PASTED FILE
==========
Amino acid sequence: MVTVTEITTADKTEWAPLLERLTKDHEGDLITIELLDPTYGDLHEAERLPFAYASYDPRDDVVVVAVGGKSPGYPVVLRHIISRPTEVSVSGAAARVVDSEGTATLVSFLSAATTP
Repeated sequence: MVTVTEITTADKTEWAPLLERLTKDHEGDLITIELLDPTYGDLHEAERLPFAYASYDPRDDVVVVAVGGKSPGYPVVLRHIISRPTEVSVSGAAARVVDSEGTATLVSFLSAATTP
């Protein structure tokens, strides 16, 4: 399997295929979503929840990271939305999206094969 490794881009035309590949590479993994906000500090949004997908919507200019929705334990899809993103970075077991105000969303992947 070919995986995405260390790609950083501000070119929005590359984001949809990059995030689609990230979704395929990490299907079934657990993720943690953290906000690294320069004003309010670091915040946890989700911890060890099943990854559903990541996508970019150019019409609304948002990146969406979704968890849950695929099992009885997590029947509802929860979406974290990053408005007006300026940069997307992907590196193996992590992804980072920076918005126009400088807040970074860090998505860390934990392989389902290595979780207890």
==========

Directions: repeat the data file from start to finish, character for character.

Amino acid sequence: MVTVTEITTADKTEWAPLLERLTKDHEGDLITIELLDPTYGDLHEAERLPFAYASYDPRDDVVVVAVGGKSPGYPVVLRHIISRPTEVSVSGAAARVVDSEGTATLVSFLSAATTP
Repeated sequence: MVTVTEITTADKTEWAPLLERLTKDHEGDLITIELLDPTYGDLHEAERLPFAYASYDPRDDVVVVAVGGKSPGYPVVLRHIISRPTEVSVSGAAARVVDSEGTATLVSFLSAATTP
């Protein structure tokens, strides 16, 4: 399997295929979503929840990271939305999206094969 490794881009035309590949590479993994906000500090949004997908919507200019929705334990899809993103970075077991105000969303992947 070919995986995405260390790609950083501000070119929005590359984001949809990059995030689609990230979704395929990490299907079934657990993720943690953290906000690294320069004003309010670091915040946890989700911890060890099943990854559903990541996508970019150019019409609304948002990146969406979704968890849950695929099992009885997590029947509802929860979406974290990053408005007006300026940069997307992907590196193996992590992804980072920076918005126009400088807040970074860090998505860390934990392989389902290595979780207890």